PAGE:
15 May 2023

Saki monkeys on the move 

London’s only living rainforest welcomed a charming family of white-faced saki monkeys this spring. 
The family of three – made up of mum Kaituma, dad Milagre and 10-month-old baby Maya – moved to the Regent’s Park conservation zoo from sister-site Whipsnade Zoo on 27 April and have settled in well to their new home in London Zoo’s temperature-controlled tropical biome, Rainforest Life. 
The unique-looking primates are, for the first time in their lives, sharing a mixed species habitat where they’ll swing freely with their rainforest neighbours – from tamanduas to a baby two-toed sloth

White-faced saki monkey in Rainforest Life

Visitors to London Zoo will be quick to notice Milagre’s striking white face. As a species, white-faced saki monkeys display sexual dimorphism, whereby males and females have different visual characteristics, such as colouring or markings. Only male saki monkeys develop bright white fur around their faces, like Milagre.  
Monkey keeper Veronica Heldt explained: “The saki monkeys are settling into their new home really well and, after some initial nervousness, have started to interact with the other animals in the walk-through habitat.”  
The cheeky trio enjoyed a calm and comfortable journey from Bedfordshire to London after keepers trained them to voluntarily enter their purpose-built travel crates on the promise of a tasty peanut. 

Saki monkey in the trees in Rainforest Life

“The sakis love sweet potatoes and peppers, so we made sure we had plenty of veg on-hand for their arrival,” Veronica said. “Saki monkeys are great fruit fiends in the wild and have specially adapted incisors and canines to break through tough fruit, seeds and nuts. However, the fruit you or I eat is too sweet for the monkeys, so Milagre, Kaituma and Maya will enjoy a diet of nutritious vegetables and leafy greens instead.” 
Saki monkeys (Pithecia pithecia) are native to the tropical rainforests of northern South America and, aside from the male’s distinctive white faces, these sweet-natured animals are known for their long bushy tales. The luscious feather-boa like tales, which can measure up to 16 inches, are the same length as the saki monkey’s body and help them balance as they swing through the rainforest treetops. 
Keepers have observed Milagre, Kaituma and Maya’s incredible jumping skilled since their arrival. In fact, saki monkeys have been known to cover leap 10 meters in a single bound when escaping from danger in the wild.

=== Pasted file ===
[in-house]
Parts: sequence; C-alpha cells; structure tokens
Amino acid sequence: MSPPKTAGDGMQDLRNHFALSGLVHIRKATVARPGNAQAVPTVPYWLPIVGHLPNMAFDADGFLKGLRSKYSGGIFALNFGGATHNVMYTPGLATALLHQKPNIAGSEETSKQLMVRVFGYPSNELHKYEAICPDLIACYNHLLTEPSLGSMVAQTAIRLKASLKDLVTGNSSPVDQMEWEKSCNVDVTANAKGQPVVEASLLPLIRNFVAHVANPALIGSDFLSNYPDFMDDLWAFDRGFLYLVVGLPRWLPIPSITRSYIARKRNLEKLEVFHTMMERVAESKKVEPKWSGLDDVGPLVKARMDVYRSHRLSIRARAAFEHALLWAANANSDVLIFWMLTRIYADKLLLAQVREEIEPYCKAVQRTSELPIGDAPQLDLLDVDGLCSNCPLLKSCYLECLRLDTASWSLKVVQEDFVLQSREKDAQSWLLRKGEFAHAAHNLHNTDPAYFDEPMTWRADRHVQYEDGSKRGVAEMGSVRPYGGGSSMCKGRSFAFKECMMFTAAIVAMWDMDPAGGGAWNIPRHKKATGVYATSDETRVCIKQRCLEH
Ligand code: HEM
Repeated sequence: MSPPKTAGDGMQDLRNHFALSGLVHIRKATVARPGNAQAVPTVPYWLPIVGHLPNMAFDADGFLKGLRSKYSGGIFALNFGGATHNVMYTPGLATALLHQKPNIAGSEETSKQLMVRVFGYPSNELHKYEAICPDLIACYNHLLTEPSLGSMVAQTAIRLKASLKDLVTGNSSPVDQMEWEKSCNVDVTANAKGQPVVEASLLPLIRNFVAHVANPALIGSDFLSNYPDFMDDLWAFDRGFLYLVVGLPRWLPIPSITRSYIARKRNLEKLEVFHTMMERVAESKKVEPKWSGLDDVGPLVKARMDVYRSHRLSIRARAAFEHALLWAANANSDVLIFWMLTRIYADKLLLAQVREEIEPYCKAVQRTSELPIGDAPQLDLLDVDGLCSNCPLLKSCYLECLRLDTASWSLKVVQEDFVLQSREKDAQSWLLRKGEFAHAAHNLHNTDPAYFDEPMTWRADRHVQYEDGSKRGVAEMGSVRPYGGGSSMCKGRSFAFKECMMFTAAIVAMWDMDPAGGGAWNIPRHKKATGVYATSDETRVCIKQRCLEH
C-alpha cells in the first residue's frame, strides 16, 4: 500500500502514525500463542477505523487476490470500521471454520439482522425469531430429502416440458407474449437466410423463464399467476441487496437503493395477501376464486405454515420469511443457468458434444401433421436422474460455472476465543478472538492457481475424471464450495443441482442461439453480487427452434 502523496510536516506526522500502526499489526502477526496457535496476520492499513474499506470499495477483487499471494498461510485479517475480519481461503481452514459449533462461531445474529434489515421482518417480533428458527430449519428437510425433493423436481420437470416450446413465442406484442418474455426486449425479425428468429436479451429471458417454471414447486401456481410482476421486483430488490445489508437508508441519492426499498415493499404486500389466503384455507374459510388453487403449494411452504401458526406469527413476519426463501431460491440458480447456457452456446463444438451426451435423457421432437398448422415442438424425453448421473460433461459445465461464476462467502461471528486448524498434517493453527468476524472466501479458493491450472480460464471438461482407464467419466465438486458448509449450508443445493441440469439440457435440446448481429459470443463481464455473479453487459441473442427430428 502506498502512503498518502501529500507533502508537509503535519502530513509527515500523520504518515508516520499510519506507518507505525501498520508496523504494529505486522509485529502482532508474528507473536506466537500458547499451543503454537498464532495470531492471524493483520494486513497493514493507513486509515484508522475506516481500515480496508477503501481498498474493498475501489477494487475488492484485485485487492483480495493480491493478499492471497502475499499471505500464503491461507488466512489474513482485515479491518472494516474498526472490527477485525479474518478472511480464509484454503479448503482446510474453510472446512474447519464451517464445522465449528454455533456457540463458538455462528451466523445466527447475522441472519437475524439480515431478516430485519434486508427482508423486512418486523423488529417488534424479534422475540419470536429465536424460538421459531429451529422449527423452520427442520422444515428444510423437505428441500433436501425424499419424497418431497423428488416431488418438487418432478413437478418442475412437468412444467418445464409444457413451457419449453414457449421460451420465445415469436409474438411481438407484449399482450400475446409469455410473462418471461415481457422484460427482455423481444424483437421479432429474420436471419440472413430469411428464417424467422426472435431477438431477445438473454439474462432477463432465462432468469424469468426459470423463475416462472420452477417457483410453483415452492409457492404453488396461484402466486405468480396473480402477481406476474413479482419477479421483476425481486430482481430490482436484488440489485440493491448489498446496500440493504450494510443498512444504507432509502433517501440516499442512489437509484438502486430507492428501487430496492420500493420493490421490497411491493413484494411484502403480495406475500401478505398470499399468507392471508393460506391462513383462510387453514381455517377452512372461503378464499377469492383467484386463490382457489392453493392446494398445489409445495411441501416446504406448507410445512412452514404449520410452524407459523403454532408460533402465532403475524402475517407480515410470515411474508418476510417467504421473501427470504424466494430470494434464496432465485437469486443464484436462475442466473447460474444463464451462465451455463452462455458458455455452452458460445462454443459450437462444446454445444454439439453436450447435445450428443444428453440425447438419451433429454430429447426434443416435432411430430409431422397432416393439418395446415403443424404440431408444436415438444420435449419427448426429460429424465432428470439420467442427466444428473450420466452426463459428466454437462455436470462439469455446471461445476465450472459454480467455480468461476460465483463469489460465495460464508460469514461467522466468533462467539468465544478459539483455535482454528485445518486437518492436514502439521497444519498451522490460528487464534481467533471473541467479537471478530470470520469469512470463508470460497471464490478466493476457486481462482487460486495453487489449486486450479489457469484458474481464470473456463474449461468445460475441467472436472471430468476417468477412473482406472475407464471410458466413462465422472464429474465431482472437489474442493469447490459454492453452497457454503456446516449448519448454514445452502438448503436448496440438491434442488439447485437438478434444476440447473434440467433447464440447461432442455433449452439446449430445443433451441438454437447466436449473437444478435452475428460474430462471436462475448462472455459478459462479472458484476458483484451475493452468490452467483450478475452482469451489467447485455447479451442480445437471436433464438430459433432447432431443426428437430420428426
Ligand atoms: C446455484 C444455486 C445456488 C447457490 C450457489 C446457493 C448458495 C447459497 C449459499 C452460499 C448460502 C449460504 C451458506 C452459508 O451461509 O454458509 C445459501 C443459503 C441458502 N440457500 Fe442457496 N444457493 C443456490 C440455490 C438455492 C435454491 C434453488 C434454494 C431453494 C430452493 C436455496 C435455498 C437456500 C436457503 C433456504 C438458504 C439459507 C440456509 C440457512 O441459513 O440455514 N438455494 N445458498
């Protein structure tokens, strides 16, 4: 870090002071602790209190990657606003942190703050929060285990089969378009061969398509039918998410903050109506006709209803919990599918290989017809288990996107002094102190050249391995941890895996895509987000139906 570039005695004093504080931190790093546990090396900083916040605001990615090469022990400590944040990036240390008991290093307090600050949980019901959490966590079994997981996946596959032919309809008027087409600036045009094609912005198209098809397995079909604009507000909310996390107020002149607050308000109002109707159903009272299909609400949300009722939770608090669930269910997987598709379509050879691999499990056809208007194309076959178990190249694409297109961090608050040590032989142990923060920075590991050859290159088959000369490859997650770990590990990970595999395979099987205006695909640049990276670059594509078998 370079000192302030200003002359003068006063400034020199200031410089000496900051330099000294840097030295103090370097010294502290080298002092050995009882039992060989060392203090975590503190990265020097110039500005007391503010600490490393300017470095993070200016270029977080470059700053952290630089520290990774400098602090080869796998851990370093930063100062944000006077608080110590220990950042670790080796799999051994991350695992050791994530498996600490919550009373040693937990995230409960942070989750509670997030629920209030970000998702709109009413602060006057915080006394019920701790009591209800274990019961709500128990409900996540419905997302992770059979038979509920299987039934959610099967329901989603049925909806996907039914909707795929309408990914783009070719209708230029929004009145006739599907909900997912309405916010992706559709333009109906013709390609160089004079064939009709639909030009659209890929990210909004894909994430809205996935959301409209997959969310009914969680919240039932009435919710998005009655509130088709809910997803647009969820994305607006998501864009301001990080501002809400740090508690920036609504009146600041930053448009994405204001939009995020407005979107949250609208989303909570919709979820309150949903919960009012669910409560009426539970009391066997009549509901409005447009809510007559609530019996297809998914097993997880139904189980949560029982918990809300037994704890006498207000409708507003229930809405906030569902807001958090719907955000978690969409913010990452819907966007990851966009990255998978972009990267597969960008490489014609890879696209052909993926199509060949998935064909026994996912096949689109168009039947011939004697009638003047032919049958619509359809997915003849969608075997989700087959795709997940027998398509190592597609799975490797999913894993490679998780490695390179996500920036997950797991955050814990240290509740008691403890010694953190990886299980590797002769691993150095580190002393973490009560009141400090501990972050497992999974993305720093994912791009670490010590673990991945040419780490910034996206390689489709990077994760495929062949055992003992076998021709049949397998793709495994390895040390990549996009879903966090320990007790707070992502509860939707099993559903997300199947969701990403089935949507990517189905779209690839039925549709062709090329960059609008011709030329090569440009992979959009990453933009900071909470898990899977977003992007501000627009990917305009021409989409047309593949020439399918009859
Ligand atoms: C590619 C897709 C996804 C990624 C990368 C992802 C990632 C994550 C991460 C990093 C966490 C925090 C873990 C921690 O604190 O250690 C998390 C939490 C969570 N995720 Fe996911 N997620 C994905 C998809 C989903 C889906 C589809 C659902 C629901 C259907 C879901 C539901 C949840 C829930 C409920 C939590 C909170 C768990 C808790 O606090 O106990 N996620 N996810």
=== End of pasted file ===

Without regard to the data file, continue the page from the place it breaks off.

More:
Saki monkey sits on a branch in the Rainforest Life habitat at London Zoo

“Little Maya is now 10 months old and is starting to venture away from mum, Kaituma,” Keeper Veronica continued. “Saki monkeys tend to operate in monogamous pairs and small families, so we hope it won’t be long before we hear the pitter-patter of money paws here at London Zoo soon.” 
Meanwhile, conservationists from ZSL, the international conservation charity behind London Zoo, continue to study and protect threatened and endangered species across the saki monkey’s native South America – such as the Critically Endangered pygmy three-toed sloth and the Endangered Darwin’s Frog. 
Say ‘hi’ to the saki monkey family as well as 15,000 other incredible animals at London Zoo this May half-term.  Families can enjoy an action-packed programme of fun at the Zoo’s Spring Family Festival. Book your tickets today:


  • Adult sloth hanging from a tree at London Zoo
    London’s only living rainforest

    Rainforest Life

    Step into London's only living rainforest, with trees filled with monkeys, snoozing sloths and bats flying overhead!

  • Red titi monkey at Rainforest Life London Zoo
    Callicebus cupreu

    Red titi monkey

    These monkeys mate for life and the male is the main childcare provider, carrying the infant on their back.

  • Marilyn the sloth at London Zoo
    Choloepus didactylus

    Linne's two-toed sloth

    A sloths’ internal organs, such as the heart, spleen, and liver are all arranged to accommodate living upside-down. 

  • Tamandua at Rainforest Life London Zoo
    Tamandua tetradactyla


    Tamanduas are a small species of anteater, which have massive tongues growing up to 40cm in length.

  • Book now to visit our animals at London Zoo
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